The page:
Social Theory: An Introduction

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NYU Press, Mar 1, 2004 - Political Science - 218 pages
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White Cargo is the forgotten story of the thousands of Britons who lived and died in bondage in Britain’s American colonies.

In the seventeenth and eighteenth centuries, more than 300,000 white people were shipped to America as slaves. Urchins were swept up from London’s streets to labor in the tobacco fields, where life expectancy was no more than two years. Brothels were raided to provide “breeders” for Virginia. Hopeful migrants were duped into signing as indentured servants, unaware they would become personal property who could be bought, sold, and even gambled away. Transported convicts were paraded for sale like livestock.

Drawing on letters crying for help, diaries, and court and government archives, Don Jordan and Michael Walsh demonstrate that the brutalities usually associated with black slavery alone were perpetrated on whites throughout British rule. The trade ended with American independence, but the British still tried to sell convicts in their former colonies, which prompted one of the most audacious plots in Anglo-American history.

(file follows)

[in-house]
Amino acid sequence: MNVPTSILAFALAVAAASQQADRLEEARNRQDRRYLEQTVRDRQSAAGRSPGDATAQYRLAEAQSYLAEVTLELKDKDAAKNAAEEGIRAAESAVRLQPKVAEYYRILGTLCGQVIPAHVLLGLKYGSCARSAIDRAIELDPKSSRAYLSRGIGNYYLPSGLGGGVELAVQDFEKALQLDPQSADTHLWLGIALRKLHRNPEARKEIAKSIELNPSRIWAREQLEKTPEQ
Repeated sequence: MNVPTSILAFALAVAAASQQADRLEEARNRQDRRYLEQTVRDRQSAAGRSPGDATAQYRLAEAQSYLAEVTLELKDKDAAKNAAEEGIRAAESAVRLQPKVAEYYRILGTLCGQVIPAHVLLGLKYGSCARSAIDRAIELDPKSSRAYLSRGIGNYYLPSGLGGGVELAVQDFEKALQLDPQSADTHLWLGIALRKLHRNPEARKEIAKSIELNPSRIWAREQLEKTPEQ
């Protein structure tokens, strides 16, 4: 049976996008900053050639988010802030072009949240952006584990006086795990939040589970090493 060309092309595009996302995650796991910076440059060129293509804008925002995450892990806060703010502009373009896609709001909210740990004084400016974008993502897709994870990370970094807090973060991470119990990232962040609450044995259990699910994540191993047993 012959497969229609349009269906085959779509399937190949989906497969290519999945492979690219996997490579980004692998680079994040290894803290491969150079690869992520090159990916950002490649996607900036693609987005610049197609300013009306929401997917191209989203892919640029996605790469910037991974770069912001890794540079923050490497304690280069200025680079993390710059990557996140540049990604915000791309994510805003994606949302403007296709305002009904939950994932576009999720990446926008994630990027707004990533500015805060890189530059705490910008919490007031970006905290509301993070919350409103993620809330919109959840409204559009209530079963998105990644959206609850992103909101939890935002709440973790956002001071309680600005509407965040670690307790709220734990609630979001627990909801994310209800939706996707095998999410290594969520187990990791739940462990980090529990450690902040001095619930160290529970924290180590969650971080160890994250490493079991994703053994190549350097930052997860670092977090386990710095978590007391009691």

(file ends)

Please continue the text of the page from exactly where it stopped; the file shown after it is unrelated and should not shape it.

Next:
This is a saga of exploration and cruelty spanning 170 years that has been submerged under the overwhelming memory of black slavery. White Cargo brings the brutal, uncomfortable story to the surface.

  

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Contents

conflict and consent
6
theorist of hegemony
36
Emile Durkheim and functionalism
66
Max Weber rationalisation and elites
94
Culture and communication in the Frankfurt school
128
discourse power and regulation
162
uncertainty and diversity
194
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About the author (2004)

Jonathan Joseph is a lecturer in international politics at the University of Wales, Aberystwyth. He is author of Hegemony: A Realist Analysis and coeditor (with John Roberts) of Realism, Discourse and Deconstruction.

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